This Court is unable to accept the analysis suggested by the defense. Congress has, since 1868, enacted statutes which have either amended or abrogated the terms of the Sioux Treaty. See, e. g., The Major Crimes Act, 18 U.S.C. Sec. 1153. That Congress has the power to so amend or abrogate the Treaties made with the Indians is established. Choate v. Trapp, 224 U.S. 665, 32 S. Ct. 565, 56 L. Ed. 941 (1912).

The Tribes have been regarded as dependent nations, and treaties with them have been looked upon not as contracts, but as public laws which could be abrogated at the will of the United States. Choate, supra, at 670-671, 32 S. Ct. at 567.

See also United States v. Kagama, 118 U.S. 375, 6 S. Ct. 1109, 30 L. Ed. 228 (1868). The following language from United States v. Blackfeet Tribe, 364 F. Supp. 192 (D.Mont.1973), is instructive:

The defendants urge that the Blackfeet Tribe is sovereign and that the jurisdiction of the tribal court flows directly from that sovereignty. ... The blunt fact, however, is that an Indian tribe is sovereign to the extent that the United States permits it to be sovereign neither more nor less. While for many years the United States recognized some elements of sovereignty in the Indian tribes and dealt with them by treaty, Congress by Act of March 3, 1871 (16 Stat. 566, 25 U.S.C. ยง 71) prohibited the further recognition of Indian tribes as independent nations. Thereafter the Indians and the Indian tribes were regulated by acts of Congress. The power of Congress to govern by statute rather than treaty has been sustained. Blackfeet, supra, at 194 (citations omitted).

It is clear to this Court that Congress intended, in enacting the Major Crimes Act, 18 U.S.C. Sec. 1153, for this Court to have jurisdiction of those Counts based on that statute. Those Counts based on statutes other than the Major Crimes Act have previously been the subject of a motion to dismiss on jurisdictional grounds. This Court in its Memorandum Decision decided at that time that jurisdiction existed, and accordingly denied the motion.

The motion for judgment of acquittal as to all Counts on the grounds of lack of jurisdiction under the Sioux Treaty of 1868 is denied.

B. Discriminatory Prosecution and Bad Faith Prosecution

The Court adheres to its formal ruling in United States v. Banks, 368 F. Supp. 1245 (D.S.D.1973). Evidence presented since the decision in Banks, supra, fails to persuade this Court that a reasonable doubt exists as to the prosecutor's *372 purpose. The motion for judgment of acquittal as to all the Counts, on the grounds of discriminatory prosecution and bad faith prosecution is hereby denied.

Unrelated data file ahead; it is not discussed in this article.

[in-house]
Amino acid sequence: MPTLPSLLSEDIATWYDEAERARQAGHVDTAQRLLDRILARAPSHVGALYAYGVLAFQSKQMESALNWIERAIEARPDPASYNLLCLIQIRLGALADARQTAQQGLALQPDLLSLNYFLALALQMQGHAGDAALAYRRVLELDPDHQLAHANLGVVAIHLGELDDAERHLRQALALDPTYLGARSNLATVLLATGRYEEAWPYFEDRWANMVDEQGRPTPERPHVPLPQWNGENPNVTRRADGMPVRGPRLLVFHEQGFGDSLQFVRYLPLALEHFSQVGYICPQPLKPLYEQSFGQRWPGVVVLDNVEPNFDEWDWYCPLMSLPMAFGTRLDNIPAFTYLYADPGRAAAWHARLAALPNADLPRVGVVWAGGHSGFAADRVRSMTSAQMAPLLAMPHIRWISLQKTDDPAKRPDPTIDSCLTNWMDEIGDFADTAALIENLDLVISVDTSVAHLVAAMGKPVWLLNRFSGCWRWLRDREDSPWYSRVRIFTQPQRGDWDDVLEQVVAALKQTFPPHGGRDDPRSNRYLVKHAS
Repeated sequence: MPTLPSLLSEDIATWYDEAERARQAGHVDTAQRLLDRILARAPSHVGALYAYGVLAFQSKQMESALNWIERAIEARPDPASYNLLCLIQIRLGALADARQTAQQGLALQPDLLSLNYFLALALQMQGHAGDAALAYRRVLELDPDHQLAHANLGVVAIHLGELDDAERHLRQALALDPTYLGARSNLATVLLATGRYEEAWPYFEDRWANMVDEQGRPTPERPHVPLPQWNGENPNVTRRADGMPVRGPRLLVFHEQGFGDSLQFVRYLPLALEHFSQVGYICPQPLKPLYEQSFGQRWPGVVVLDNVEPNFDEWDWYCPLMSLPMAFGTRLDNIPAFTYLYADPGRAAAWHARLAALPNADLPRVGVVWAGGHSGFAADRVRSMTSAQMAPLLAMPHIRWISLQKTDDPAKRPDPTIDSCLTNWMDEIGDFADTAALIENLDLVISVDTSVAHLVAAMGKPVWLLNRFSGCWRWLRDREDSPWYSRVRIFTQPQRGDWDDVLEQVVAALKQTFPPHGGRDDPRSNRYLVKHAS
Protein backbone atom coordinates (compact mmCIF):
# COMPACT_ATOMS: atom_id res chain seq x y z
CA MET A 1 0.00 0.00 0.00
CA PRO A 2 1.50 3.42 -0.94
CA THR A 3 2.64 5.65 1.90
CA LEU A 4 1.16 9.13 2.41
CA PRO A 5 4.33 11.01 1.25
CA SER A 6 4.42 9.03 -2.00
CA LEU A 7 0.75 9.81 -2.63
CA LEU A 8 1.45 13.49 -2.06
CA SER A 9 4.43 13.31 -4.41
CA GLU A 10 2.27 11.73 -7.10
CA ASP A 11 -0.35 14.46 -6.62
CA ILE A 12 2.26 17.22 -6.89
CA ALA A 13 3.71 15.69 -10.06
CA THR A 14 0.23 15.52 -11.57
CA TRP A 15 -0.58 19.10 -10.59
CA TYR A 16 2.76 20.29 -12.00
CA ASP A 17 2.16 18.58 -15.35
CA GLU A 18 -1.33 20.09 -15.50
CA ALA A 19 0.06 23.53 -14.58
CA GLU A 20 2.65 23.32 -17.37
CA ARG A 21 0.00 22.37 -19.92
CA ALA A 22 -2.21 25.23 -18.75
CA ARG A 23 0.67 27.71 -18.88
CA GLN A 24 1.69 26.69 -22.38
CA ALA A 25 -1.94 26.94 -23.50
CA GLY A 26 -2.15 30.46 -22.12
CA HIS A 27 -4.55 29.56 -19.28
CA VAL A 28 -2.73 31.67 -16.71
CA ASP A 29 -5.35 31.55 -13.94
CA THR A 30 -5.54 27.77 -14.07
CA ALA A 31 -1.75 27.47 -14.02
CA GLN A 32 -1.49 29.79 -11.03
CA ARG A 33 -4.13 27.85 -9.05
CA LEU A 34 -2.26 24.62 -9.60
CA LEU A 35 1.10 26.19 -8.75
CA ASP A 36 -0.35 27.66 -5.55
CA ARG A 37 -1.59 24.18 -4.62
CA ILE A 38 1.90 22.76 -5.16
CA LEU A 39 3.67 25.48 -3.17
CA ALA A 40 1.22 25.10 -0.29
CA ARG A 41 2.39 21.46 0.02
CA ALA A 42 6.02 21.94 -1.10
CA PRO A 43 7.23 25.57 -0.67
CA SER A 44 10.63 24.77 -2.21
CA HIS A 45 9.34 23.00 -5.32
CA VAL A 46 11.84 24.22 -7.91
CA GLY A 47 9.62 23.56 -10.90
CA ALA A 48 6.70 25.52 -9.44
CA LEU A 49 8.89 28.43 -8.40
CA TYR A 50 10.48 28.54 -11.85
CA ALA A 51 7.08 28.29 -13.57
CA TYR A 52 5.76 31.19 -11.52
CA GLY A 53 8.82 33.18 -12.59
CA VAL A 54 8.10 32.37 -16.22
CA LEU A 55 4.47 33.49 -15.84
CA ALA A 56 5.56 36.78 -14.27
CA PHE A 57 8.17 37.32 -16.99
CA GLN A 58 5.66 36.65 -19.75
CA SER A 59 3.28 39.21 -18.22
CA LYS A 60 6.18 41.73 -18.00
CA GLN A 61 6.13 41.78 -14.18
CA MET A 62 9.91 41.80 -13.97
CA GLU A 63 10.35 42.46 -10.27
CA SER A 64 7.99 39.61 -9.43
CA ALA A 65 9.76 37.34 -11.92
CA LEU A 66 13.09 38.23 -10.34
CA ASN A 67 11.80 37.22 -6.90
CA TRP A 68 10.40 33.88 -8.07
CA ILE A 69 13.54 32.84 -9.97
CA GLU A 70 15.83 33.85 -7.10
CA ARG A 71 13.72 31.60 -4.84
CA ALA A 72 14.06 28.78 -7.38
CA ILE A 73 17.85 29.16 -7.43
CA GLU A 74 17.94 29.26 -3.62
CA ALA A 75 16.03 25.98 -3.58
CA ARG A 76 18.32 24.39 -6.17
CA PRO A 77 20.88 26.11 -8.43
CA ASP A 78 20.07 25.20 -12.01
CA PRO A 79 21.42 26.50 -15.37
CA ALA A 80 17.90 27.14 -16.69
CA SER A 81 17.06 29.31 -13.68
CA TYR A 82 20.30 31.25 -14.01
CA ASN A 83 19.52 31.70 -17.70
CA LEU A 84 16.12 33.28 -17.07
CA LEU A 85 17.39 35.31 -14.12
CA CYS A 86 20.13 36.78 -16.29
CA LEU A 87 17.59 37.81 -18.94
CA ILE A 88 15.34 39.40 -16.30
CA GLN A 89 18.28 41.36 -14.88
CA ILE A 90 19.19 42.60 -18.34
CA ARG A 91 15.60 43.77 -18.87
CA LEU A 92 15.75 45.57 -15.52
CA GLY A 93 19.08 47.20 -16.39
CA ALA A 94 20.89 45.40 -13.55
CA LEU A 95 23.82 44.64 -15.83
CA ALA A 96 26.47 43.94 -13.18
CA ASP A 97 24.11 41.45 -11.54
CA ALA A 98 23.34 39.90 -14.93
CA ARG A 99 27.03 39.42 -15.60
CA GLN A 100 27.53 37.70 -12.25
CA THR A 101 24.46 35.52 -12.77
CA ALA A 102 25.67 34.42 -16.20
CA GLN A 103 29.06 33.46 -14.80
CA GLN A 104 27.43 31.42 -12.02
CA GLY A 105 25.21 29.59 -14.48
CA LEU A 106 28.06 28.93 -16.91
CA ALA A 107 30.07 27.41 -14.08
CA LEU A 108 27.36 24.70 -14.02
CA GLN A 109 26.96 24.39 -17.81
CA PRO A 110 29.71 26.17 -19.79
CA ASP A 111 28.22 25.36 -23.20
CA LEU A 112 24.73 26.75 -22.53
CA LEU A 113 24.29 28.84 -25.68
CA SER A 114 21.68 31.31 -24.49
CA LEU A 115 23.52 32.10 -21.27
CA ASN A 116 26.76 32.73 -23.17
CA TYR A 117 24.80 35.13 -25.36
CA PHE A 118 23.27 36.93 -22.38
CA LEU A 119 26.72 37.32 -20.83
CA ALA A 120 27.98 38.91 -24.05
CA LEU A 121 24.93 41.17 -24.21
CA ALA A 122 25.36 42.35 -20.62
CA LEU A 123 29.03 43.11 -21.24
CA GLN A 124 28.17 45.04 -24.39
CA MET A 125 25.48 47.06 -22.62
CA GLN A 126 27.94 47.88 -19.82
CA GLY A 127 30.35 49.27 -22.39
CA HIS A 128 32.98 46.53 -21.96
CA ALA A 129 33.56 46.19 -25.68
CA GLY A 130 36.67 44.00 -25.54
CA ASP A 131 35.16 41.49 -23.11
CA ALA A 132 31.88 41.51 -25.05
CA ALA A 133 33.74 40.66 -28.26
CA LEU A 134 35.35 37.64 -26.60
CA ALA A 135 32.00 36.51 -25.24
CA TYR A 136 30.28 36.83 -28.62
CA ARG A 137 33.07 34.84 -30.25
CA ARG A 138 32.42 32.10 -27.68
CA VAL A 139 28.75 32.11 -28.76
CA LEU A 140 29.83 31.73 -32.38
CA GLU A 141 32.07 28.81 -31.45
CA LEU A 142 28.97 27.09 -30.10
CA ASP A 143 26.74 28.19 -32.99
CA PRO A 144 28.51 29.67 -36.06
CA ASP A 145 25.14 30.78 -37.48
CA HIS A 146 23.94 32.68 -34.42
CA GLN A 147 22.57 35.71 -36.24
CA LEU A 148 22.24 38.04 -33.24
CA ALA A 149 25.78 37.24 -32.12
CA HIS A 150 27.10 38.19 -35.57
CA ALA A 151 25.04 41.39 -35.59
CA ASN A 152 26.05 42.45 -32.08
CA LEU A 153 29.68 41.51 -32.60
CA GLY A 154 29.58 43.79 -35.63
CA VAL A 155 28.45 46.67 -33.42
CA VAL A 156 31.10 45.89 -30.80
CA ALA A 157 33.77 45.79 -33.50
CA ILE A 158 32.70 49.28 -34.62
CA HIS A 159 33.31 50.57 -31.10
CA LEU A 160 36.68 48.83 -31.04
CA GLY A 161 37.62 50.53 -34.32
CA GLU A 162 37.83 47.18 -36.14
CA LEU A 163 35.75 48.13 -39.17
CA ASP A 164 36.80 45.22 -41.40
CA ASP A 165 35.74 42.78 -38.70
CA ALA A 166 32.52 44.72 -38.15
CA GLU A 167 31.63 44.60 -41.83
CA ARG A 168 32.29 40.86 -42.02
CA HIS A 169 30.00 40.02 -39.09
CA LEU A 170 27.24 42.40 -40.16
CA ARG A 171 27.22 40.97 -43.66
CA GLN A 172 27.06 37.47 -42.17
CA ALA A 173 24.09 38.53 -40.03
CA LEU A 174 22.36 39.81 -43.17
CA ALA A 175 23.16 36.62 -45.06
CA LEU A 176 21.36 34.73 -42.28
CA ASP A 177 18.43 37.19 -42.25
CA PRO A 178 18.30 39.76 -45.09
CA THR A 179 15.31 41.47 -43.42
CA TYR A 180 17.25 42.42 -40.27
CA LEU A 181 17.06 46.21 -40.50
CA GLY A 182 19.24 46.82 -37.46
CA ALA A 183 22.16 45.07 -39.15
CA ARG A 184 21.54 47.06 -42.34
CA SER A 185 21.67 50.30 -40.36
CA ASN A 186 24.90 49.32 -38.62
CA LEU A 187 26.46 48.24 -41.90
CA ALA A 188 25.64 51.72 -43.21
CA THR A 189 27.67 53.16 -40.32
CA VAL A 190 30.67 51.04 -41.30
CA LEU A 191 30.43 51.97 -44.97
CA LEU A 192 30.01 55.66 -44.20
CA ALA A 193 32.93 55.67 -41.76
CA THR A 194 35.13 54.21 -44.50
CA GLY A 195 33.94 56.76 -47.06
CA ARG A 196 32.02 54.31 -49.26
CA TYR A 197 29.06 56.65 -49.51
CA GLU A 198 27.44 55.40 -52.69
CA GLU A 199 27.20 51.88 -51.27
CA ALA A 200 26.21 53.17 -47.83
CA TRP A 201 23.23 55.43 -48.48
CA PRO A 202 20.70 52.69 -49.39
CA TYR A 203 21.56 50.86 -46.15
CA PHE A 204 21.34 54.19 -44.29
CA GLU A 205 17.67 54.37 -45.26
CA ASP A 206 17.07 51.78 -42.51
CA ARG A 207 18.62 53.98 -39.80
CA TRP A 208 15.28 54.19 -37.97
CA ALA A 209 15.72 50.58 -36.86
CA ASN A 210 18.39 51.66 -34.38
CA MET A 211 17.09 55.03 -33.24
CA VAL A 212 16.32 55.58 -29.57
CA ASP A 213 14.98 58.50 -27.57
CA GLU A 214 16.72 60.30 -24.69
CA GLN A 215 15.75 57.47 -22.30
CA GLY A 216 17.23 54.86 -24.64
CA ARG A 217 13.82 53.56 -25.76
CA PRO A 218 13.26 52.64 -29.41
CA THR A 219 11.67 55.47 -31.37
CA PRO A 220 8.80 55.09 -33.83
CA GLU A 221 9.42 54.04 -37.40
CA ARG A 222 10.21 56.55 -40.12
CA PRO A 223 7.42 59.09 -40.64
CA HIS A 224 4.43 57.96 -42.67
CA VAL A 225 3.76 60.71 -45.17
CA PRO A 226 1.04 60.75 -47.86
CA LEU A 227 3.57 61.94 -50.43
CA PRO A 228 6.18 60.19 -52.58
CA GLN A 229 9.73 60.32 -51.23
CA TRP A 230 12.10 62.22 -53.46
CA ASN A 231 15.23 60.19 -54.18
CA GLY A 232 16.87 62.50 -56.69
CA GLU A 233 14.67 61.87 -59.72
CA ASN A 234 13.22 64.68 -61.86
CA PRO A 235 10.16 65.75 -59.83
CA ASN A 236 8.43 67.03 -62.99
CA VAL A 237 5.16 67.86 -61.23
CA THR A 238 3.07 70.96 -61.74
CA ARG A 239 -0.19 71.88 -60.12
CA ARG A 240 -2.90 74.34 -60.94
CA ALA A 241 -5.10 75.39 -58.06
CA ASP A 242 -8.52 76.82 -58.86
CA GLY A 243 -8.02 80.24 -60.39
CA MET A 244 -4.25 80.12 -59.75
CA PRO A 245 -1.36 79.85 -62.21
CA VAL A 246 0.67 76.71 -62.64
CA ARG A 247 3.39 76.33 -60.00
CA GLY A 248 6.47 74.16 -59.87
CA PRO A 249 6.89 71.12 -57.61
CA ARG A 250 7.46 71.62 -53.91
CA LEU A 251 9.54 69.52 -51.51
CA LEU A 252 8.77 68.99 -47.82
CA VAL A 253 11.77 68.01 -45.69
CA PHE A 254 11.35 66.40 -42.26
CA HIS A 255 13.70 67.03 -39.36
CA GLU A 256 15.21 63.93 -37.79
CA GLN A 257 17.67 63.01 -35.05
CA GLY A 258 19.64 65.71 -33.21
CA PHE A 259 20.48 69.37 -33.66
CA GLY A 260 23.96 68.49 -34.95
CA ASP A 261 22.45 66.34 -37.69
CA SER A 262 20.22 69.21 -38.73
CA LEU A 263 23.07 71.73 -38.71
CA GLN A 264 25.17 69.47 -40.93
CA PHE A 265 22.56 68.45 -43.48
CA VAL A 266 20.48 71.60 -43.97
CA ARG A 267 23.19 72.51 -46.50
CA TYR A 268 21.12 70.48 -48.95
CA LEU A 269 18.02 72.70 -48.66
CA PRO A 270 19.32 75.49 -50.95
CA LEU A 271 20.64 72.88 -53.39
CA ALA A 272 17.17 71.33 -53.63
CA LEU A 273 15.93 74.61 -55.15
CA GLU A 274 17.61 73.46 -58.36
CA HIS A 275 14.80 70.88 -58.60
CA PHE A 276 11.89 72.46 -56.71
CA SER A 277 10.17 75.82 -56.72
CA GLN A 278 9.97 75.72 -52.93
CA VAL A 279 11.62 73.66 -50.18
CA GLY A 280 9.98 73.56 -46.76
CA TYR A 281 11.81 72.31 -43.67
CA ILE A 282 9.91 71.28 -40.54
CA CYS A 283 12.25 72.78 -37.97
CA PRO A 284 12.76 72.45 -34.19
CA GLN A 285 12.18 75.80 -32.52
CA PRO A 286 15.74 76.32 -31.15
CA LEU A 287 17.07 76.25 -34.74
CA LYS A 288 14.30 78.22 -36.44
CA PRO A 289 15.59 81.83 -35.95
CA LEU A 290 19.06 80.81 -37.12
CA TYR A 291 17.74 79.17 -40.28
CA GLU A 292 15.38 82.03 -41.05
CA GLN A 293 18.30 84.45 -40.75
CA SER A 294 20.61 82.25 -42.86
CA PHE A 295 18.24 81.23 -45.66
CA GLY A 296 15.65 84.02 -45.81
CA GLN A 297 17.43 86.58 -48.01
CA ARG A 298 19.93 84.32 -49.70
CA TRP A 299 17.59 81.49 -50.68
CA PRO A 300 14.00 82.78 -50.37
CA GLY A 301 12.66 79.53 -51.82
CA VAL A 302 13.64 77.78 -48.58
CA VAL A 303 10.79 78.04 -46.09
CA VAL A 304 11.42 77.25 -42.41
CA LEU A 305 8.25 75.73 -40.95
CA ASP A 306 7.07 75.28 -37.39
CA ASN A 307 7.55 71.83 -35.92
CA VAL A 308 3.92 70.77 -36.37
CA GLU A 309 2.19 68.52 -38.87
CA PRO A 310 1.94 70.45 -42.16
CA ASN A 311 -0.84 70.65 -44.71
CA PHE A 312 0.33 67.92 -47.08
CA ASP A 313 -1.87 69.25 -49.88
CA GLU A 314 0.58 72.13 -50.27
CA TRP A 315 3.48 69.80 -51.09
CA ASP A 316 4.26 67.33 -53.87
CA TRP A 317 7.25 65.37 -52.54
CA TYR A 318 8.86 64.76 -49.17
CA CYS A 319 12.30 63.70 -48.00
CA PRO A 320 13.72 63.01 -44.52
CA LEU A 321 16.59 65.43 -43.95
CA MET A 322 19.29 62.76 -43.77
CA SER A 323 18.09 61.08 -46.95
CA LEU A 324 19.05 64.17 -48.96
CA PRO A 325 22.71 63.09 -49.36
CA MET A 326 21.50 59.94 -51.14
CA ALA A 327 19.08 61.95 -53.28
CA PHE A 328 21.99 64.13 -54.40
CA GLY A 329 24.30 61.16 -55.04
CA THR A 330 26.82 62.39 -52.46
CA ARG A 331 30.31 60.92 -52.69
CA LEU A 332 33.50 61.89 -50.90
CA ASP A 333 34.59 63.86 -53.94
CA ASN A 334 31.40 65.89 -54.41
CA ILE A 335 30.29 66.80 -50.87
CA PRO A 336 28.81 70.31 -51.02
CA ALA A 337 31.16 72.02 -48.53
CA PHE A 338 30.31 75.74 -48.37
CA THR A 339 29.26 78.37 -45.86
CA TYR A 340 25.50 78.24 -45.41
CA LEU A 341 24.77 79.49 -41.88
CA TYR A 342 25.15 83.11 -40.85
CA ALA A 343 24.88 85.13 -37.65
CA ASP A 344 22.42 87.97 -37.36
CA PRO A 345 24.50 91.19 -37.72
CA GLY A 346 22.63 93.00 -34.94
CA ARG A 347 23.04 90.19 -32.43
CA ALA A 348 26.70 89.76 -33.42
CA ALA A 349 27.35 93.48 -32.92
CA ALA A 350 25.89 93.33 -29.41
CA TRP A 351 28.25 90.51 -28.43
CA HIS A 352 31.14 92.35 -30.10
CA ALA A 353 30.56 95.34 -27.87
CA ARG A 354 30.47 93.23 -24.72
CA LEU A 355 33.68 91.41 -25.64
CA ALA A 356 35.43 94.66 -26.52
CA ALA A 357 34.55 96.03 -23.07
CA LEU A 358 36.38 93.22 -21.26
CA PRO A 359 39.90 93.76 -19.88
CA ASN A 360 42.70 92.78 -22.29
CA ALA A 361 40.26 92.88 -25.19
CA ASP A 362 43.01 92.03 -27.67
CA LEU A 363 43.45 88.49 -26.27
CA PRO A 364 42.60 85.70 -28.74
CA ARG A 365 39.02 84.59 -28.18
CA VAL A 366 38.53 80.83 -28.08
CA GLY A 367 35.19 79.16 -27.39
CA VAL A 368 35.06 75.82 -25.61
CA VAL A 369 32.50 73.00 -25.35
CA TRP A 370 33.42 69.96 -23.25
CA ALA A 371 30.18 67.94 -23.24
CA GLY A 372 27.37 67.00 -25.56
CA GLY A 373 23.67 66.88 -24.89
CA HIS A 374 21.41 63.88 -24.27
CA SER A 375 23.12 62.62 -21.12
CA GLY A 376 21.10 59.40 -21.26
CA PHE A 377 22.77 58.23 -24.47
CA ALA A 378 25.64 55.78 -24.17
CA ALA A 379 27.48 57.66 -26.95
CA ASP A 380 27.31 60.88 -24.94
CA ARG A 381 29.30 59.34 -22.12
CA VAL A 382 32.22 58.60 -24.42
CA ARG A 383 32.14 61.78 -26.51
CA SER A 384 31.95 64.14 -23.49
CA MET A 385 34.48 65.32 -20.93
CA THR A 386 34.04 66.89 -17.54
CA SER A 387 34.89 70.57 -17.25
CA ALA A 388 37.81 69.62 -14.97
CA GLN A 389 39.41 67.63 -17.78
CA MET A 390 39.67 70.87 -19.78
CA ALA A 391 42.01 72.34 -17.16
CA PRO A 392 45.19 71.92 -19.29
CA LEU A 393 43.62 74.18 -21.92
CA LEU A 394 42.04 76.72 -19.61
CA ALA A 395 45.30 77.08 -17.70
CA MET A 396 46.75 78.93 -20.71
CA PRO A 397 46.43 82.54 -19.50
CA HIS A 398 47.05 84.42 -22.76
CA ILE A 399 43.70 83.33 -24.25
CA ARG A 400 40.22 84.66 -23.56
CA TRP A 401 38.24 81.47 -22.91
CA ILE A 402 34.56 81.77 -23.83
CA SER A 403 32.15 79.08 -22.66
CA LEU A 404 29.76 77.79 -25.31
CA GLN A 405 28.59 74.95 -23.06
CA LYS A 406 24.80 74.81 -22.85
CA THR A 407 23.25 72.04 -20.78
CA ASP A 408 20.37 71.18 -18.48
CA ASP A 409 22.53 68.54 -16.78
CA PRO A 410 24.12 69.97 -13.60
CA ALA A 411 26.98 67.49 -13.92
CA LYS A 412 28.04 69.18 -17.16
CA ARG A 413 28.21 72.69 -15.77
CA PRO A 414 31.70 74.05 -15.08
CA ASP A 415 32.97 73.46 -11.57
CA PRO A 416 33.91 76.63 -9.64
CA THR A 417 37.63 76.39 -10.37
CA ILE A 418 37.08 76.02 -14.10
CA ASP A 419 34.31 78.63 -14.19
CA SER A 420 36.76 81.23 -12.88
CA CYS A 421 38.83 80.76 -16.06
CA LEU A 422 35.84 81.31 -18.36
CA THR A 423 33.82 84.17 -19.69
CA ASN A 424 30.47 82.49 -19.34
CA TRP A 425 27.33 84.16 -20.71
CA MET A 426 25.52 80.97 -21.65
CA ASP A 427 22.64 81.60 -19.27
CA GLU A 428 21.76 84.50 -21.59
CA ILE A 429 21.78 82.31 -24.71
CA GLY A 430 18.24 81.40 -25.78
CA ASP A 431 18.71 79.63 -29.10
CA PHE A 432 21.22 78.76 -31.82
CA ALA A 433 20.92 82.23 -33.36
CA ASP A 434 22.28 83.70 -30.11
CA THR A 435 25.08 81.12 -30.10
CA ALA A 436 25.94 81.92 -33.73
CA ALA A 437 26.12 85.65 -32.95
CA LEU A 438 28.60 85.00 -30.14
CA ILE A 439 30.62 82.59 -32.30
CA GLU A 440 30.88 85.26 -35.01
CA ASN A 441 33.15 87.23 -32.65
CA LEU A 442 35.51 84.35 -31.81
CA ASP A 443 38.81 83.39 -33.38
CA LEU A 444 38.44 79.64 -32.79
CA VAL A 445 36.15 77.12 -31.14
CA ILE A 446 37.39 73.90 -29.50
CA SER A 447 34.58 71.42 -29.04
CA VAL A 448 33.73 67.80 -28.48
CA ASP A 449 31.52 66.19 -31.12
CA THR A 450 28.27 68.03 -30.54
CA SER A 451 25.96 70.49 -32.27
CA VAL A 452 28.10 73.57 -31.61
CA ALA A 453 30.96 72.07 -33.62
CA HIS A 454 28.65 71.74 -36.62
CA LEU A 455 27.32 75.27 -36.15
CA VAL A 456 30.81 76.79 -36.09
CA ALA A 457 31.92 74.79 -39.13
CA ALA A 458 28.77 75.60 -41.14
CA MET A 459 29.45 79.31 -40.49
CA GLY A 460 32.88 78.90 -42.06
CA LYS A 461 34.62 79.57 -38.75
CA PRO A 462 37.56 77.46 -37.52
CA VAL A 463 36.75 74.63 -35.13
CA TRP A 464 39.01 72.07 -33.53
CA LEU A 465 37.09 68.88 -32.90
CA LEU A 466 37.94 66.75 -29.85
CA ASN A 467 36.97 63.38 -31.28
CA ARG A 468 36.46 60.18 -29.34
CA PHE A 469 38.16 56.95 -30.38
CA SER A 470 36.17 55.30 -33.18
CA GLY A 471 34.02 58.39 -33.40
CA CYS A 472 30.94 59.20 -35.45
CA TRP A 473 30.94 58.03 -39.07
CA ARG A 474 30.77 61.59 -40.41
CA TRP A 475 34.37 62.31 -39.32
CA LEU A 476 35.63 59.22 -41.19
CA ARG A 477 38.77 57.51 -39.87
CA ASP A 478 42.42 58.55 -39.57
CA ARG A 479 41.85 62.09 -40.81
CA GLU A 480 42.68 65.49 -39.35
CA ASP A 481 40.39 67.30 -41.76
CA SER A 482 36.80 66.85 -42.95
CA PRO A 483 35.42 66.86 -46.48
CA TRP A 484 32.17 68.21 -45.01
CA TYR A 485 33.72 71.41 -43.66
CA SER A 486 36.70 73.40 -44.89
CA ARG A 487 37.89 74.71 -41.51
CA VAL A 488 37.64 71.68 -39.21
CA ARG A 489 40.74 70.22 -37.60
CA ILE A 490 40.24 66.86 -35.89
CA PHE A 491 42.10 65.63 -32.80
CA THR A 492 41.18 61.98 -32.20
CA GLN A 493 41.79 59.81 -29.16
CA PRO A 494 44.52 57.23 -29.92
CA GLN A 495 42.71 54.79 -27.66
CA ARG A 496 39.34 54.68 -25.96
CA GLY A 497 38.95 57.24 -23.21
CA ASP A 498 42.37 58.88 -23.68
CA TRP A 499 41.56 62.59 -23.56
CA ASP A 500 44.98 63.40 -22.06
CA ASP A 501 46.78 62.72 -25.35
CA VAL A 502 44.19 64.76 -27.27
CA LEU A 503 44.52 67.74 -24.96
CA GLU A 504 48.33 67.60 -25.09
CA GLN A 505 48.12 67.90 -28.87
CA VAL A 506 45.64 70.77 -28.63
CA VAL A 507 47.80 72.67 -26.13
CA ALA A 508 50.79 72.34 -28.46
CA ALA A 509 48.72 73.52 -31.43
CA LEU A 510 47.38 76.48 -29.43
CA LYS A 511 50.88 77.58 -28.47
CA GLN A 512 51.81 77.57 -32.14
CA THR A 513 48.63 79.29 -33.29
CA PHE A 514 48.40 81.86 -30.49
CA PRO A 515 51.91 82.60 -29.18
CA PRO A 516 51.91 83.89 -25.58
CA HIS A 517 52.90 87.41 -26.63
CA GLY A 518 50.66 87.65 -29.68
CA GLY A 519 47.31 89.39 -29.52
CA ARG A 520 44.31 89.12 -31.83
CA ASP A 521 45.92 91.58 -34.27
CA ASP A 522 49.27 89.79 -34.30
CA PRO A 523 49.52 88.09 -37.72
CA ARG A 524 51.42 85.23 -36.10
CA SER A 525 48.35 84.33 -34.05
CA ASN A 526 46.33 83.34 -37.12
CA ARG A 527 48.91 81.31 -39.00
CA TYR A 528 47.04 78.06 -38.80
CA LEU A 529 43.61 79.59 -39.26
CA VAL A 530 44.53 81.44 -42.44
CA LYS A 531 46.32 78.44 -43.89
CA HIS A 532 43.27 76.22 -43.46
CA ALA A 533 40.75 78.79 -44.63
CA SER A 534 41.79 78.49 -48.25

Count IX charged the defendants with entering and engaging in a criminal conspiracy, in violation of 18 U.S.C. Sec. 371. The defendants, by their motion for judgment of acquittal and supporting brief and argument, have contended vigorously that the evidence as to Count IX is insufficient to justify submission of the Count to the jury. Their argument focuses primarily on the lack of any direct evidence of an agreement. It is of course elementary that for there to be a conspiracy, there must be an agreement among the coconspirators. The agreement need not be express or formal. United States v. Hutchinson, 488 F.2d 484 (8th Cir. 1973). It is equally elementary that the offense of criminal conspiracy requires the commission of at least one overt act, by one of the coconspirators, in furtherance of the conspiracy. United States v. Skillman, 442 F.2d 542 (8th Cir.), cert. den. 404 U.S. 833, 92 S. Ct. 82, 30 L. Ed. 2d 63 (1971).

The defendants are perhaps correct when they state in their brief that there is no direct evidence of the existence of an agreement among the coconspirators. However, the law in this circuit is clear. No direct evidence need be produced to support the submission of a conspiracy charge to a jury. "The agreement ... may be established by circumstantial evidence." Hutchinson, supra, 488 F.2d at 490. In Glasser v. United States, 315 U.S. 60, 62 S. Ct. 457, 86 L. Ed. 680 (1942), the United States Supreme Court stated that, "Participation in a criminal conspiracy need not be proved by direct evidence; a common purpose and plan may be inferred from a `development and collocation of circumstances.'" Glasser, supra, at 80, 62 S. Ct. at 469.

The record in this case is replete with testimony from which the existence of an agreement may be inferred. The jury could well find beyond a reasonable doubt that the events surrounding the occupation of Wounded Knee constituted a "development and collocation of circumstances" evidencing the existence of a criminal conspiracy. This Court finds that there is sufficient evidence to submit Count IX to the jury, and therefore the motion for judgment of acquittal as to Count IX is denied.


Count I alleged that the defendants, on or about February 27, 1973, broke and entered the Wounded Knee Trading Post, with intent to commit a larceny, in violation of 18 U.S.C. Sec. 1153 and S.D.C.L. Sec. 22-32-9.